Whilst reading The Stranger, we were asked to read the essay The Myth of Sisyphus, written by none other than Albert Camus. Obviously not a coincidence, I think it's important to look at how the essay relates to the novel. The essay in itself appears to be another indirect message about existentialism. But why does this matter to the story?
After a brief summary of Sisyphus' predicament, Camus analyzes how Sisyphus might find meaning in his seemingly pointless life. What is this starting to sound like? Camus ends the piece with a statement eerily similar to the end of The Stranger. "The struggle itself toward the heights is enough to fill a man's heart. One must imagine Sisyphus happy" (28). The puzzlement the reader might feel seems to be identical when hearing this quote: "I felt that I had been happy...I had only to wish that there be a large crowd of spectators the day of my execution and that they greet me with cries of hate" (122-123). I think that through studying The Myth of Sisyphus more closely, a more concise theme can be derived regarding Camus' sentiments on existentialism.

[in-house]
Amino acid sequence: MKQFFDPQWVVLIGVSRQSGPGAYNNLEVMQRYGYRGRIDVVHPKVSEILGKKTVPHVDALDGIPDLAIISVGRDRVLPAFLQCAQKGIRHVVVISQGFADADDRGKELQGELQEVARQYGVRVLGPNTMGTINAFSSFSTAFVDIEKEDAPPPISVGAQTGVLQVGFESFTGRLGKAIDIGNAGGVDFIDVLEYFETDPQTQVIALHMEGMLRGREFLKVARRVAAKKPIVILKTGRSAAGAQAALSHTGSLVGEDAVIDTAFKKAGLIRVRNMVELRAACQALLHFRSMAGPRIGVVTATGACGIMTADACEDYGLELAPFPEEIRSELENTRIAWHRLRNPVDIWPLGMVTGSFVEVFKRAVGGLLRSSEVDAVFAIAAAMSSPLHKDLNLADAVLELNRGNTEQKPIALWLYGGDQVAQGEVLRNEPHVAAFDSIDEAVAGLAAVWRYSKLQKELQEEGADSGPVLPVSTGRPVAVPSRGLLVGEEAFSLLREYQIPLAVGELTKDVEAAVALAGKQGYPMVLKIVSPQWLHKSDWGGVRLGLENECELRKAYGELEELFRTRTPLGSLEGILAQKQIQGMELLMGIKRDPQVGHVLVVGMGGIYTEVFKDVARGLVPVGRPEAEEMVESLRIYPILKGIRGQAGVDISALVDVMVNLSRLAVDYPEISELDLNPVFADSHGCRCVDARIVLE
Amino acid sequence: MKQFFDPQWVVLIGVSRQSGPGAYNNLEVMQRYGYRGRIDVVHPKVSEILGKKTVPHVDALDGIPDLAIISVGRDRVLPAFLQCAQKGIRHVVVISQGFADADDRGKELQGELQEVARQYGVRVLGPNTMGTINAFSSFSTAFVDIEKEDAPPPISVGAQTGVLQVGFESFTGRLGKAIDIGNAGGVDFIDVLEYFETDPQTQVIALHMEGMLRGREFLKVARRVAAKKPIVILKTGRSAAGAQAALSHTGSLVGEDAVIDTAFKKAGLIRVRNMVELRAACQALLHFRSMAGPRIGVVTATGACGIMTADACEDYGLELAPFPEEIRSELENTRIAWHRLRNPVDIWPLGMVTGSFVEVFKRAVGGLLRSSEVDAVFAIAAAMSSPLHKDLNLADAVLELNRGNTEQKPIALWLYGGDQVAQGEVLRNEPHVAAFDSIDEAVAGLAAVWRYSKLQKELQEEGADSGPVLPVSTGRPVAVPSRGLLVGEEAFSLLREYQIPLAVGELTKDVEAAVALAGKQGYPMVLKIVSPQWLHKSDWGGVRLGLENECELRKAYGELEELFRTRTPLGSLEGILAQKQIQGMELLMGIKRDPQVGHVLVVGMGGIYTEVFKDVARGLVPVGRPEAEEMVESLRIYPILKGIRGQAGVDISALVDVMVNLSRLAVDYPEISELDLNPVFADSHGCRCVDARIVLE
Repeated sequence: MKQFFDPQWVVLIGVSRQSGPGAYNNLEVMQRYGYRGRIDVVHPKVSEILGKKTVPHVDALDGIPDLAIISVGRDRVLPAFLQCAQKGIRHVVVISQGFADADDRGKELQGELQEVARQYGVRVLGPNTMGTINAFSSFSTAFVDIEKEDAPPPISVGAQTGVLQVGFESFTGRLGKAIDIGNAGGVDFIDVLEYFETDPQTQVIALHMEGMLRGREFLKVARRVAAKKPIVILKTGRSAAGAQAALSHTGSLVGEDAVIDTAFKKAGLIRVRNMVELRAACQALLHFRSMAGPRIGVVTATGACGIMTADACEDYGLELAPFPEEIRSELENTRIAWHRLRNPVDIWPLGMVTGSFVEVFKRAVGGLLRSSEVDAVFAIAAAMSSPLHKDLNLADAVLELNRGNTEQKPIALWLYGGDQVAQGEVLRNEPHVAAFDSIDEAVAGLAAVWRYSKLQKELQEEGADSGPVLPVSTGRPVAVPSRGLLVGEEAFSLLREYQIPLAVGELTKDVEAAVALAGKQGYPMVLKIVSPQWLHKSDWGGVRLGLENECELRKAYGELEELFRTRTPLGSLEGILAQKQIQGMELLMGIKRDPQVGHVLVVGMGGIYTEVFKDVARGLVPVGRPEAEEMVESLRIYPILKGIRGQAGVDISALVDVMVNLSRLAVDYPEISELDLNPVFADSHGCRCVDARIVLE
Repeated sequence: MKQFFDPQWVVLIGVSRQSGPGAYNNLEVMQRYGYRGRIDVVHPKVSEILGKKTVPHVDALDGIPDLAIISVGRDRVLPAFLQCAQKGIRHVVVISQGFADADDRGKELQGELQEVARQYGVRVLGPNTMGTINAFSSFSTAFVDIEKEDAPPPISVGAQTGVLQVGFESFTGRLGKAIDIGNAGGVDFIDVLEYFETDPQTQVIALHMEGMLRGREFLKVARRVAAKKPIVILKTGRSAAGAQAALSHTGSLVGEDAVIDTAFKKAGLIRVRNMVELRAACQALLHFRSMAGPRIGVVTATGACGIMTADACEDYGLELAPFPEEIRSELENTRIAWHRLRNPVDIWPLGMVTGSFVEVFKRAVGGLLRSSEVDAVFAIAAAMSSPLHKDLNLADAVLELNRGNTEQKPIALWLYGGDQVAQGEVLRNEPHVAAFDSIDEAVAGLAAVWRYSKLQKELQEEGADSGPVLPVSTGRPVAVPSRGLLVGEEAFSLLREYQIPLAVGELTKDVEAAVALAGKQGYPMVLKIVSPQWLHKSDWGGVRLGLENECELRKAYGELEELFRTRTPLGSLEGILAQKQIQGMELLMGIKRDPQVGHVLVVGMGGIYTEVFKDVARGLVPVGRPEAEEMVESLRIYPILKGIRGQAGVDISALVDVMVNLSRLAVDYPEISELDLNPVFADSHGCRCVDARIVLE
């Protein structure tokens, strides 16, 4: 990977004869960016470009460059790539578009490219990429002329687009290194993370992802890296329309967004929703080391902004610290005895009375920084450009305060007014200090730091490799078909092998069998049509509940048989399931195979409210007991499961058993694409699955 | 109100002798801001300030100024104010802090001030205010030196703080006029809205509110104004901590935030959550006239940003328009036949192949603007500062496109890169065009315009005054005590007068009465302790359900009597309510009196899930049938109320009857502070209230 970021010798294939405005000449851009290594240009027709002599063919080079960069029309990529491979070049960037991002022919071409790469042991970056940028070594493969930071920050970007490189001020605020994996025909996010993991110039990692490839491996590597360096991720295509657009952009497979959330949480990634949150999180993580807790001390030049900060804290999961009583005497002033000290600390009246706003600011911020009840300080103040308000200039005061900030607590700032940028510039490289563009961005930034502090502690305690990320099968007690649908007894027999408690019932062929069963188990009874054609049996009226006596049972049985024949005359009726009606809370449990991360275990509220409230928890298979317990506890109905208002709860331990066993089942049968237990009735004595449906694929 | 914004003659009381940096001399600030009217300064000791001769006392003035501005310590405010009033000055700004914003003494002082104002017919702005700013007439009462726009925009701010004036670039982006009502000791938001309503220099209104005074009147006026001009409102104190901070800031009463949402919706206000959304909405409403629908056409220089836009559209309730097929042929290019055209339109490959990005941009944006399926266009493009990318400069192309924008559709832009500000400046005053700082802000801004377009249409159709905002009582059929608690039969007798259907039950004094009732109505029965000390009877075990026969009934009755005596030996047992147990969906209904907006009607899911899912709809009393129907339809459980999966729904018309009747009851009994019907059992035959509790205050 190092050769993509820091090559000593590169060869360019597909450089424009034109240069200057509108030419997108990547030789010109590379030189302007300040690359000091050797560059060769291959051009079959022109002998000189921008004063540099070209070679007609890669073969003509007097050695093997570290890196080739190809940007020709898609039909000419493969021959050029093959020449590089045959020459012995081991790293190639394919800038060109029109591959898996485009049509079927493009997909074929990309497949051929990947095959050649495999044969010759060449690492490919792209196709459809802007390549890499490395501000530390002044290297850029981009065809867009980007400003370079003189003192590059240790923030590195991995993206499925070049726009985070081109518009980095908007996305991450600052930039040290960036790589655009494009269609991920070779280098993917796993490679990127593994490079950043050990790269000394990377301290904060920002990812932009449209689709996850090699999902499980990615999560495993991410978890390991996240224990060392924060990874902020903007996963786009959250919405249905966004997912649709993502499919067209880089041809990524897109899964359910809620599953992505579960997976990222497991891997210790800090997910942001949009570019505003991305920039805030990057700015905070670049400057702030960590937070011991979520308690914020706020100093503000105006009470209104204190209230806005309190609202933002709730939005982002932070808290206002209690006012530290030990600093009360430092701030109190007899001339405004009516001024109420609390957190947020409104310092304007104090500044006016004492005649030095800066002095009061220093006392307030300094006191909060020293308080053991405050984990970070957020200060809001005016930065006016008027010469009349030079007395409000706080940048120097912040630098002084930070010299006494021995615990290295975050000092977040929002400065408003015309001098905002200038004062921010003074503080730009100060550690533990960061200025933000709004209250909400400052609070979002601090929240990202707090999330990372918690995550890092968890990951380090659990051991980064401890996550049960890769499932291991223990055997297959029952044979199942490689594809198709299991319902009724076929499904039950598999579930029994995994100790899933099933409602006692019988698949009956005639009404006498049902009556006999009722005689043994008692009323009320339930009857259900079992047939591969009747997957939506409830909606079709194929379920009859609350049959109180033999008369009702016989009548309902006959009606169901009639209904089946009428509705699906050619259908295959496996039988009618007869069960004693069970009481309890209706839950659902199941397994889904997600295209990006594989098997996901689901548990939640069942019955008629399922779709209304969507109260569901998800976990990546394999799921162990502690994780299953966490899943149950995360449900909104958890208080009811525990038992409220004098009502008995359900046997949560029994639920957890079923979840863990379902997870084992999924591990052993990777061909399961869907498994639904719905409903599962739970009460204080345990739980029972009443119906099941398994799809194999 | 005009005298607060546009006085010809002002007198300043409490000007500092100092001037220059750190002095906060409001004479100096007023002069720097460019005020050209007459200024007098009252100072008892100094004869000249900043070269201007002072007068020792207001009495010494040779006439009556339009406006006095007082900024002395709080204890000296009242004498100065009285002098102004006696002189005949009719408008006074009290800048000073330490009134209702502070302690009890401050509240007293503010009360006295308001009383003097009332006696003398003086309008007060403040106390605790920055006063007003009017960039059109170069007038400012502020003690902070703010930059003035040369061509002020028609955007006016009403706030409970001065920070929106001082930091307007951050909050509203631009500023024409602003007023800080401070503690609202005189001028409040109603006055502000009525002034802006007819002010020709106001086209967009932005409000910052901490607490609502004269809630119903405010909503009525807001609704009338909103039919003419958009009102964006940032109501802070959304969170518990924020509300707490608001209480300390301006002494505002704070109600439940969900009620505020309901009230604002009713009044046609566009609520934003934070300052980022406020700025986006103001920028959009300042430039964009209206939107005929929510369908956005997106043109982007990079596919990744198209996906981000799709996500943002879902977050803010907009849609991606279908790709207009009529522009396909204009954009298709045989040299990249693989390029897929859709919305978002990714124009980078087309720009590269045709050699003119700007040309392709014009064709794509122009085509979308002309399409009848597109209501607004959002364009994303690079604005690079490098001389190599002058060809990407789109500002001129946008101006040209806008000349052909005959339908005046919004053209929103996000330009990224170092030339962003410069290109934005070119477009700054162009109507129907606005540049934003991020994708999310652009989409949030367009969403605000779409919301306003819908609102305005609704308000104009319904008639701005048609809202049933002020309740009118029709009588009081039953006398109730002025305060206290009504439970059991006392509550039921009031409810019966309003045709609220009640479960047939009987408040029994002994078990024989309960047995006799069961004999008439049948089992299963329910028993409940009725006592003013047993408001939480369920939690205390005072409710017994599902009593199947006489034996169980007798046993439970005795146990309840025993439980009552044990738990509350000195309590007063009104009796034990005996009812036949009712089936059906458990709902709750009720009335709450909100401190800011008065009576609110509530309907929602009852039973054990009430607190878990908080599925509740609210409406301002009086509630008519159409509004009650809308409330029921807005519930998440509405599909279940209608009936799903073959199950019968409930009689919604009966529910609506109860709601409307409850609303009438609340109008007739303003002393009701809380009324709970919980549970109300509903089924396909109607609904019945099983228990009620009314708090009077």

My questions would be: What is the theme of The Myth of Sisyphus? Are there differences between the theme of The Myth of Sisyphus and The Stranger? If so, what are they and what can be revealed about how Camus truly feels?